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TwentyFourSeven (1997)

In a typical English working-class town, the juveniles have nothing more to do than hang around in gangs. One day, Alan Darcy, a highly motivated man with the same kind of youth experience,... See full summary »


Shane Meadows
12 wins & 5 nominations. See more awards »


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Cast overview, first billed only:
Danny Nussbaum ... Tim
Toby Toby ... Woody
Bob Hoskins ... Alan Darcy
Bruce Jones ... Tim's Dad
Annette Badland ... Tim's Mother
Justin Brady Justin Brady ... Gadget
James Hooton James Hooton ... 'Wolfman' Knighty
Darren Campbell Darren Campbell ... Daz
Krishan Beresford Krishan Beresford ... Young Darcy
Karl Collins Karl Collins ... Stuart
Anthony Clarke Anthony Clarke ... Youngy
Johann Myers ... Benny
Jimmy Hynd Jimmy Hynd ... Meggy
Mat Hand Mat Hand ... Wesley Fagash
Dominic Dillon Dominic Dillon ... Court Security Man (as Lord Dominic Dillon of Eldon)


In a typical English working-class town, the juveniles have nothing more to do than hang around in gangs. One day, Alan Darcy, a highly motivated man with the same kind of youth experience, starts trying to get the young people off the street and into doing something they can believe in: Boxing. Soon he opens a training facility which is accepted gratefully by them and the gangs start to grow together into friends. Darcy manages to organize a public fight for them to prove what they have learned. A training camp with hiking tours into the mountains of Wales forge the group into a tight-knit club society. With the day of the fight drawing closer, the young boxers get more and more excited. Written by Julian Reischl <julianreischl@mac.com>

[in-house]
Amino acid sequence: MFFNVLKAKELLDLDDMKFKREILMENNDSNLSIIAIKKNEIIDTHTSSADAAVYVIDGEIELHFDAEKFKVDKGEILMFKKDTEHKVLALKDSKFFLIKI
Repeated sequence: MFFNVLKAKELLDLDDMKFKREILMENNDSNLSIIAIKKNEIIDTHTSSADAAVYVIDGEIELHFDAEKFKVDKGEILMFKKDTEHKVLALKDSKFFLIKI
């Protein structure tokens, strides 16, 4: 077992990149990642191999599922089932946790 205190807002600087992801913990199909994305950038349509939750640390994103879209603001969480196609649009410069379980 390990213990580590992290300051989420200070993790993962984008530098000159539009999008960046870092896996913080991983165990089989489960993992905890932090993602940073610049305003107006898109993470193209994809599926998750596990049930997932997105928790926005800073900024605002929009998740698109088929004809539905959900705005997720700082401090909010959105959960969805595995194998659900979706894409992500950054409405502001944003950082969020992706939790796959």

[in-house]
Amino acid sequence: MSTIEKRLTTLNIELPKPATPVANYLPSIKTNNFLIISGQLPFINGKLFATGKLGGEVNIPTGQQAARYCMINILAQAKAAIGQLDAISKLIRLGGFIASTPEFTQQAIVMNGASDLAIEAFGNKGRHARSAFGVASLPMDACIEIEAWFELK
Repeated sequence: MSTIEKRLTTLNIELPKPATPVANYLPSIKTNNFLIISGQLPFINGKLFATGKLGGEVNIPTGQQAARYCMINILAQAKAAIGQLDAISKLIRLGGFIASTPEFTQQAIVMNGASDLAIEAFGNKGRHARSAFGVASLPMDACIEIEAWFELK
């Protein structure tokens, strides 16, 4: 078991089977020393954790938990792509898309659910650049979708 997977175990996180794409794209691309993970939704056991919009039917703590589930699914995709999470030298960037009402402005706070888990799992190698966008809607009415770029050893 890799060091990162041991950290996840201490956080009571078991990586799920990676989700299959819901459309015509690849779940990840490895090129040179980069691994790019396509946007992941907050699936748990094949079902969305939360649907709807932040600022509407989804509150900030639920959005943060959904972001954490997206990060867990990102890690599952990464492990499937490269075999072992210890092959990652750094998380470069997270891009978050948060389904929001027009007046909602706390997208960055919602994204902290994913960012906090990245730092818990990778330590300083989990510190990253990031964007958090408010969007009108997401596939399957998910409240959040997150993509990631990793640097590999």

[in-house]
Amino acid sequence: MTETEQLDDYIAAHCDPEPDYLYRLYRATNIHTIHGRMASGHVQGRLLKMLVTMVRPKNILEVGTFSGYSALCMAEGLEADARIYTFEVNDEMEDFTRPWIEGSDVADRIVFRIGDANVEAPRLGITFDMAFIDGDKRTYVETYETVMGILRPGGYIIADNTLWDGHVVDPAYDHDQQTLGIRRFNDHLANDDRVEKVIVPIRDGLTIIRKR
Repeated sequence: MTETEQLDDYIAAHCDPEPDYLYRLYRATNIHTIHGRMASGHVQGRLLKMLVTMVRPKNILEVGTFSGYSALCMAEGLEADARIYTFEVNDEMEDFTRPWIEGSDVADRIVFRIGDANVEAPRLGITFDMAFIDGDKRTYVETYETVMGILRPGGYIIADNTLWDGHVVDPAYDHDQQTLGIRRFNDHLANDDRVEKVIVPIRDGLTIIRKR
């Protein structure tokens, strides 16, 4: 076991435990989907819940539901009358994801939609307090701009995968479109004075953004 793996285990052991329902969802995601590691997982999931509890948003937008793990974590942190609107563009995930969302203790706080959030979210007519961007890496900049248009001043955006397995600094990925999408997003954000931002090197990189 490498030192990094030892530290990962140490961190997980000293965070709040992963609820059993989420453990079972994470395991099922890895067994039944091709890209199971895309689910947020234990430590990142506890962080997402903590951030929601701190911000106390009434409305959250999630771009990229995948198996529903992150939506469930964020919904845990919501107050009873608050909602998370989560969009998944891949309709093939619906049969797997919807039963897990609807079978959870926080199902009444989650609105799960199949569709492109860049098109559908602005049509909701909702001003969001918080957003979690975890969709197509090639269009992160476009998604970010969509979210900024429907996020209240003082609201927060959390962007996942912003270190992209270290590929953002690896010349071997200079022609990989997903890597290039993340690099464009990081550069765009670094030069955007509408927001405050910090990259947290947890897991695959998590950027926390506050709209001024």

Plot Summary | Add Synopsis


Comedy | Drama | Romance | Sport

Motion Picture Rating (MPAA)

Rated R for pervasive strong violence, language and drugs, and for strong scenes of sexuality | See all certifications »






Release Date:

1 May 1998 (USA) See more »

Also Known As:

Twentyfour Seven See more »


Box Office

Opening Weekend USA:

$5,522, 19 April 1998

Gross USA:


Cumulative Worldwide Gross:

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Company Credits

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Technical Specs


Sound Mix:


Aspect Ratio:

1.85 : 1
See full technical specs »

Did You Know?


The trip to Wales was actually filmed in the Pennines, a mountain chain in the middle of England. See more »


Ronnie Marsh: [handing Darcy a wad of money] Here's an orangutan; a serious monkey.